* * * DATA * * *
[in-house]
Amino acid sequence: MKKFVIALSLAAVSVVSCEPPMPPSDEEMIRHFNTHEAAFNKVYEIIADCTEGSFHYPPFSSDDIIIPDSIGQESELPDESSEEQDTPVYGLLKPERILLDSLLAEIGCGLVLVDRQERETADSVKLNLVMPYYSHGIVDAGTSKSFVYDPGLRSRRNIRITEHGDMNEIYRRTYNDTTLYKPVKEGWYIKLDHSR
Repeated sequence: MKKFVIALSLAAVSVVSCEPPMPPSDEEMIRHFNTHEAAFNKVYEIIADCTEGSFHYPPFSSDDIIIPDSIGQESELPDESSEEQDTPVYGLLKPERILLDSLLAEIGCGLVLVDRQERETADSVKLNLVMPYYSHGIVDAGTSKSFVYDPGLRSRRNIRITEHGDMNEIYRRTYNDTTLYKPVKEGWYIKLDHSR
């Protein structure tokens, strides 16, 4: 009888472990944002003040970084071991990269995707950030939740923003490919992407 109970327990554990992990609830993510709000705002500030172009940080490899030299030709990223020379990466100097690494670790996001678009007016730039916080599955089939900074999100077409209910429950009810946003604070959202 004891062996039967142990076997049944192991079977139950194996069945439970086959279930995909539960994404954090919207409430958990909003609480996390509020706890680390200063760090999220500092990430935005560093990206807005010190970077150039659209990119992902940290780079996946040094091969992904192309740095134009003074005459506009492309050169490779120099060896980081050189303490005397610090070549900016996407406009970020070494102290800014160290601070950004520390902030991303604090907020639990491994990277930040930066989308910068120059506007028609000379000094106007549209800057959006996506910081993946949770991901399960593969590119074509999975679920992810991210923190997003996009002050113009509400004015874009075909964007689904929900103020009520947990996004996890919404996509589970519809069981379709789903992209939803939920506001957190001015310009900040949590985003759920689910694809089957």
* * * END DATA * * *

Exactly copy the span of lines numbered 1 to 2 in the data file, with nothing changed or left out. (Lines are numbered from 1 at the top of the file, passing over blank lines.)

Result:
[in-house]
Amino acid sequence: MKKFVIALSLAAVSVVSCEPPMPPSDEEMIRHFNTHEAAFNKVYEIIADCTEGSFHYPPFSSDDIIIPDSIGQESELPDESSEEQDTPVYGLLKPERILLDSLLAEIGCGLVLVDRQERETADSVKLNLVMPYYSHGIVDAGTSKSFVYDPGLRSRRNIRITEHGDMNEIYRRTYNDTTLYKPVKEGWYIKLDHSR